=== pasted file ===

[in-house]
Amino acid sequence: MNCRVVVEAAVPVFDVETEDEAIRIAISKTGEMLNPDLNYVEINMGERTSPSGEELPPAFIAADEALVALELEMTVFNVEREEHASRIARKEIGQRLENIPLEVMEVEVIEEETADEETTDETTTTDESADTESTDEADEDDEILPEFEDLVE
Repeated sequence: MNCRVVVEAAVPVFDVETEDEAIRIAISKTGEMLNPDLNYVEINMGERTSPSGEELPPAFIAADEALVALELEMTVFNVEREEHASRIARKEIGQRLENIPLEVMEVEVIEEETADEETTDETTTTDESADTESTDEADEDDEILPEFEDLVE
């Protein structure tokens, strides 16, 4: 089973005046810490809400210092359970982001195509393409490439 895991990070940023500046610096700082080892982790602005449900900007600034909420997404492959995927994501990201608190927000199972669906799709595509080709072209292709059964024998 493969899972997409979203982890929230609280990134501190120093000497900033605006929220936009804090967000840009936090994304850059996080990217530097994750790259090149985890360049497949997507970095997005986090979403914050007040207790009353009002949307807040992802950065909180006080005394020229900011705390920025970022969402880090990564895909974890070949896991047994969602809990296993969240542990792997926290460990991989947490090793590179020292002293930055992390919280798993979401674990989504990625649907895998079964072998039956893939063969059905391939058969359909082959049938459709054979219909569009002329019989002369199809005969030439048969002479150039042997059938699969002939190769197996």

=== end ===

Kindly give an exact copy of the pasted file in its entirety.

[in-house]
Amino acid sequence: MNCRVVVEAAVPVFDVETEDEAIRIAISKTGEMLNPDLNYVEINMGERTSPSGEELPPAFIAADEALVALELEMTVFNVEREEHASRIARKEIGQRLENIPLEVMEVEVIEEETADEETTDETTTTDESADTESTDEADEDDEILPEFEDLVE
Repeated sequence: MNCRVVVEAAVPVFDVETEDEAIRIAISKTGEMLNPDLNYVEINMGERTSPSGEELPPAFIAADEALVALELEMTVFNVEREEHASRIARKEIGQRLENIPLEVMEVEVIEEETADEETTDETTTTDESADTESTDEADEDDEILPEFEDLVE
């Protein structure tokens, strides 16, 4: 089973005046810490809400210092359970982001195509393409490439 895991990070940023500046610096700082080892982790602005449900900007600034909420997404492959995927994501990201608190927000199972669906799709595509080709072209292709059964024998 493969899972997409979203982890929230609280990134501190120093000497900033605006929220936009804090967000840009936090994304850059996080990217530097994750790259090149985890360049497949997507970095997005986090979403914050007040207790009353009002949307807040992802950065909180006080005394020229900011705390920025970022969402880090990564895909974890070949896991047994969602809990296993969240542990792997926290460990991989947490090793590179020292002293930055992390919280798993979401674990989504990625649907895998079964072998039956893939063969059905391939058969359909082959049938459709054979219909569009002329019989002369199809005969030439048969002479150039042997059938699969002939190769197996």